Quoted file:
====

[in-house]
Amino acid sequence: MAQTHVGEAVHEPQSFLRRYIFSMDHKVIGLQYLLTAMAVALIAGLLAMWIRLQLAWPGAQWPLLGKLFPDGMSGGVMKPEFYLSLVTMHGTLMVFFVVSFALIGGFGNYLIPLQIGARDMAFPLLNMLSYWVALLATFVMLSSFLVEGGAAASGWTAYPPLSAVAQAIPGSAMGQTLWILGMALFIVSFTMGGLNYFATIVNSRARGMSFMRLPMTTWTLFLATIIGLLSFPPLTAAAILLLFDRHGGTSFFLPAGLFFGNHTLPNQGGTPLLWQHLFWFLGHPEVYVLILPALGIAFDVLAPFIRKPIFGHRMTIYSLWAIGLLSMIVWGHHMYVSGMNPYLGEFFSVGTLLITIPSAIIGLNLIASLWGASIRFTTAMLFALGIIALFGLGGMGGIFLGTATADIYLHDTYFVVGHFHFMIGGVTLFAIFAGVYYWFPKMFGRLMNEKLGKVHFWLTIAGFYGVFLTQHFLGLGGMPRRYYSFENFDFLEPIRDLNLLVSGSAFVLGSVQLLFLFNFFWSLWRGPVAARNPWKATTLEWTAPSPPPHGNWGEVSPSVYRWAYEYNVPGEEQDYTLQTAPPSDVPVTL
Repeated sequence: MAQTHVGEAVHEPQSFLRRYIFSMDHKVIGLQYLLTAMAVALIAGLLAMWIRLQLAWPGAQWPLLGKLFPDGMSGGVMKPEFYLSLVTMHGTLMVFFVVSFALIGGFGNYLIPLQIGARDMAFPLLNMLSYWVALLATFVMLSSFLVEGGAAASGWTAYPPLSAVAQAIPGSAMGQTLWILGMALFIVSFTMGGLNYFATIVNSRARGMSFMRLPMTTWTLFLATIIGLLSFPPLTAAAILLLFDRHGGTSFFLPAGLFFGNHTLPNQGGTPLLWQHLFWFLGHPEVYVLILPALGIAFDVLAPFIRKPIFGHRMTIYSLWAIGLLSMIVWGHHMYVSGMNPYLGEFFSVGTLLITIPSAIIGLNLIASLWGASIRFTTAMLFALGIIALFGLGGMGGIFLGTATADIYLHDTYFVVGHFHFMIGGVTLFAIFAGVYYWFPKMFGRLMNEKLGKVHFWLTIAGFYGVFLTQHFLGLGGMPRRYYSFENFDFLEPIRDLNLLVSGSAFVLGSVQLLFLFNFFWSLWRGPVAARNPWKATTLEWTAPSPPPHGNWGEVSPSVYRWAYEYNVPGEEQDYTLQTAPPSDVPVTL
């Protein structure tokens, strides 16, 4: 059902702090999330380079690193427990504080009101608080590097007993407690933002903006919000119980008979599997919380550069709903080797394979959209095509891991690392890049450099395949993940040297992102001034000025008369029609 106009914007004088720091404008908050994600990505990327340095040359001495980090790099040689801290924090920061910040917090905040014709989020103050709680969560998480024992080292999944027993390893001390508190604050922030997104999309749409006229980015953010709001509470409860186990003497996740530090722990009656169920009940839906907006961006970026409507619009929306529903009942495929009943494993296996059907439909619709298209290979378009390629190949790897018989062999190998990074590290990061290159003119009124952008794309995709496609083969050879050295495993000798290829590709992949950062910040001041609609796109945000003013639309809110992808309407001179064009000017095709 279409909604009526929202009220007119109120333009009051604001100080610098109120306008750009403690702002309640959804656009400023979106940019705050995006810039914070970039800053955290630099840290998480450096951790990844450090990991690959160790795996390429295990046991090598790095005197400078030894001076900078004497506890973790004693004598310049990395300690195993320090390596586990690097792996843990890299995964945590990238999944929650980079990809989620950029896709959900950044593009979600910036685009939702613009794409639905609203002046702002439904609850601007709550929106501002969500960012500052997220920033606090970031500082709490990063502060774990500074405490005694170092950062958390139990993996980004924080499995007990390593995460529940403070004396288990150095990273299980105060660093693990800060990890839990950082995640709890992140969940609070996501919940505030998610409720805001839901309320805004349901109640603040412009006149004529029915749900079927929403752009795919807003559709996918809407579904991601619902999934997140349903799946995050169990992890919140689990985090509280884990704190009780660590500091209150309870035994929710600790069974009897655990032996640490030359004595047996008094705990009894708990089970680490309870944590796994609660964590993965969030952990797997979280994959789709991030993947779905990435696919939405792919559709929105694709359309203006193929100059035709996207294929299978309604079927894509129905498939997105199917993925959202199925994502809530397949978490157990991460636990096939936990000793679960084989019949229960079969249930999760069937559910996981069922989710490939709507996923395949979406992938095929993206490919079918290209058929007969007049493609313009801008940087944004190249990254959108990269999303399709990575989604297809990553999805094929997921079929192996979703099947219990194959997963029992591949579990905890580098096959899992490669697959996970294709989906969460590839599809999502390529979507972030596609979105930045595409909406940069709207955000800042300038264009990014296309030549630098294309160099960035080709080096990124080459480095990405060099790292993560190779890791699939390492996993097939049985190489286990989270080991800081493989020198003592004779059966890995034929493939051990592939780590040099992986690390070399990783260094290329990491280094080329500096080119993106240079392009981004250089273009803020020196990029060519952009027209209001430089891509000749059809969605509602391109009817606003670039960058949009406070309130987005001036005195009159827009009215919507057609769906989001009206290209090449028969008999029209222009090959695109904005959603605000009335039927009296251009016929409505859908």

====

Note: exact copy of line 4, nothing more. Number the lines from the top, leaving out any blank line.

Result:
């Protein structure tokens, strides 16, 4: 059902702090999330380079690193427990504080009101608080590097007993407690933002903006919000119980008979599997919380550069709903080797394979959209095509891991690392890049450099395949993940040297992102001034000025008369029609 106009914007004088720091404008908050994600990505990327340095040359001495980090790099040689801290924090920061910040917090905040014709989020103050709680969560998480024992080292999944027993390893001390508190604050922030997104999309749409006229980015953010709001509470409860186990003497996740530090722990009656169920009940839906907006961006970026409507619009929306529903009942495929009943494993296996059907439909619709298209290979378009390629190949790897018989062999190998990074590290990061290159003119009124952008794309995709496609083969050879050295495993000798290829590709992949950062910040001041609609796109945000003013639309809110992808309407001179064009000017095709 279409909604009526929202009220007119109120333009009051604001100080610098109120306008750009403690702002309640959804656009400023979106940019705050995006810039914070970039800053955290630099840290998480450096951790990844450090990991690959160790795996390429295990046991090598790095005197400078030894001076900078004497506890973790004693004598310049990395300690195993320090390596586990690097792996843990890299995964945590990238999944929650980079990809989620950029896709959900950044593009979600910036685009939702613009794409639905609203002046702002439904609850601007709550929106501002969500960012500052997220920033606090970031500082709490990063502060774990500074405490005694170092950062958390139990993996980004924080499995007990390593995460529940403070004396288990150095990273299980105060660093693990800060990890839990950082995640709890992140969940609070996501919940505030998610409720805001839901309320805004349901109640603040412009006149004529029915749900079927929403752009795919807003559709996918809407579904991601619902999934997140349903799946995050169990992890919140689990985090509280884990704190009780660590500091209150309870035994929710600790069974009897655990032996640490030359004595047996008094705990009894708990089970680490309870944590796994609660964590993965969030952990797997979280994959789709991030993947779905990435696919939405792919559709929105694709359309203006193929100059035709996207294929299978309604079927894509129905498939997105199917993925959202199925994502809530397949978490157990991460636990096939936990000793679960084989019949229960079969249930999760069937559910996981069922989710490939709507996923395949979406992938095929993206490919079918290209058929007969007049493609313009801008940087944004190249990254959108990269999303399709990575989604297809990553999805094929997921079929192996979703099947219990194959997963029992591949579990905890580098096959899992490669697959996970294709989906969460590839599809999502390529979507972030596609979105930045595409909406940069709207955000800042300038264009990014296309030549630098294309160099960035080709080096990124080459480095990405060099790292993560190779890791699939390492996993097939049985190489286990989270080991800081493989020198003592004779059966890995034929493939051990592939780590040099992986690390070399990783260094290329990491280094080329500096080119993106240079392009981004250089273009803020020196990029060519952009027209209001430089891509000749059809969605509602391109009817606003670039960058949009406070309130987005001036005195009159827009009215919507057609769906989001009206290209090449028969008999029209222009090959695109904005959603605000009335039927009296251009016929409505859908």